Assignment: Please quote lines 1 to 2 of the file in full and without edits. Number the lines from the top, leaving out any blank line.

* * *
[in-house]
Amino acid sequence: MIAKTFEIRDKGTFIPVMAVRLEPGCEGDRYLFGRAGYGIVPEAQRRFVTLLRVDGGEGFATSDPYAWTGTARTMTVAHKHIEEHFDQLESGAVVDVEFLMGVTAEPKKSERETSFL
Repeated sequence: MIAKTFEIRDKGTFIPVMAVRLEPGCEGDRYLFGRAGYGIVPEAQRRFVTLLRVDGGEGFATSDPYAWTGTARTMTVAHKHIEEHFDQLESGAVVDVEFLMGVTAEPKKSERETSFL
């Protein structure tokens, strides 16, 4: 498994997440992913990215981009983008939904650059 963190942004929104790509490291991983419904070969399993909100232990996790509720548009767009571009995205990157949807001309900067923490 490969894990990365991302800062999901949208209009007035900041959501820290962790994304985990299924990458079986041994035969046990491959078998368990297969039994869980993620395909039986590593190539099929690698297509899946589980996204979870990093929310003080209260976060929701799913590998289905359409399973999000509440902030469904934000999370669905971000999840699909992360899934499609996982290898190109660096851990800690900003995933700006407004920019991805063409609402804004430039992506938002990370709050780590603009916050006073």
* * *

[in-house]
Amino acid sequence: MIAKTFEIRDKGTFIPVMAVRLEPGCEGDRYLFGRAGYGIVPEAQRRFVTLLRVDGGEGFATSDPYAWTGTARTMTVAHKHIEEHFDQLESGAVVDVEFLMGVTAEPKKSERETSFL